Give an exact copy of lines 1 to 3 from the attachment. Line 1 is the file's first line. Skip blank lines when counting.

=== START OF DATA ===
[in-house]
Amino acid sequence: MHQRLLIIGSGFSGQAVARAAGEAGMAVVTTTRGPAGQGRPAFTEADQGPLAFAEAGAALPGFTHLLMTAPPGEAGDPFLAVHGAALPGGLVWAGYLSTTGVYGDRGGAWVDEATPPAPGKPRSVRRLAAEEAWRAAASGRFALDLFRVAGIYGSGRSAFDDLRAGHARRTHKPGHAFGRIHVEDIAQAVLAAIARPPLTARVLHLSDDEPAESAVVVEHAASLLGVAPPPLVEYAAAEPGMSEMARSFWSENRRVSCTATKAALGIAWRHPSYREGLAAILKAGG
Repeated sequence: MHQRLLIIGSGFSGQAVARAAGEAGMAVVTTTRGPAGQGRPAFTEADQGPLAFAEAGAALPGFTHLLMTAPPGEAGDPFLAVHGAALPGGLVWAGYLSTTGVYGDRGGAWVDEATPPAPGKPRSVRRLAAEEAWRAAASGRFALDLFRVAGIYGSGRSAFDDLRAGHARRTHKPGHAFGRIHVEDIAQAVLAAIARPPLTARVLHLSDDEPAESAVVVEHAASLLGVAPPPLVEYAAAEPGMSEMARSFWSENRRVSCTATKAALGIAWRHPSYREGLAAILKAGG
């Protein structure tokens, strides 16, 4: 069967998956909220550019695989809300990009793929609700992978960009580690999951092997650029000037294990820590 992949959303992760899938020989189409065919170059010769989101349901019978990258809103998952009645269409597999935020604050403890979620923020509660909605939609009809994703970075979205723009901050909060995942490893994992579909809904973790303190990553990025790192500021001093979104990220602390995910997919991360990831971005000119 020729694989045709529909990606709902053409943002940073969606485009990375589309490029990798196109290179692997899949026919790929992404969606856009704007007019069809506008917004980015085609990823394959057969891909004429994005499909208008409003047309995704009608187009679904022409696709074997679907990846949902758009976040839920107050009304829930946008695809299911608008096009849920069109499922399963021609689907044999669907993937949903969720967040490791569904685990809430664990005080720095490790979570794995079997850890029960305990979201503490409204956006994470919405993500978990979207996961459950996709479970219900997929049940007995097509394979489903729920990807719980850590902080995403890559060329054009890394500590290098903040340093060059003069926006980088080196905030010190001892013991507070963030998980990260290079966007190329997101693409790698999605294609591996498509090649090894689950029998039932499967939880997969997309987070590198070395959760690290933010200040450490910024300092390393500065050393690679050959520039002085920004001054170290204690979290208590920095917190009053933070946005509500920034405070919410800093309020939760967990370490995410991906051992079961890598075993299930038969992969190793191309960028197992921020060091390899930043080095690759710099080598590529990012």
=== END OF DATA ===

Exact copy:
[in-house]
Amino acid sequence: MHQRLLIIGSGFSGQAVARAAGEAGMAVVTTTRGPAGQGRPAFTEADQGPLAFAEAGAALPGFTHLLMTAPPGEAGDPFLAVHGAALPGGLVWAGYLSTTGVYGDRGGAWVDEATPPAPGKPRSVRRLAAEEAWRAAASGRFALDLFRVAGIYGSGRSAFDDLRAGHARRTHKPGHAFGRIHVEDIAQAVLAAIARPPLTARVLHLSDDEPAESAVVVEHAASLLGVAPPPLVEYAAAEPGMSEMARSFWSENRRVSCTATKAALGIAWRHPSYREGLAAILKAGG
Repeated sequence: MHQRLLIIGSGFSGQAVARAAGEAGMAVVTTTRGPAGQGRPAFTEADQGPLAFAEAGAALPGFTHLLMTAPPGEAGDPFLAVHGAALPGGLVWAGYLSTTGVYGDRGGAWVDEATPPAPGKPRSVRRLAAEEAWRAAASGRFALDLFRVAGIYGSGRSAFDDLRAGHARRTHKPGHAFGRIHVEDIAQAVLAAIARPPLTARVLHLSDDEPAESAVVVEHAASLLGVAPPPLVEYAAAEPGMSEMARSFWSENRRVSCTATKAALGIAWRHPSYREGLAAILKAGG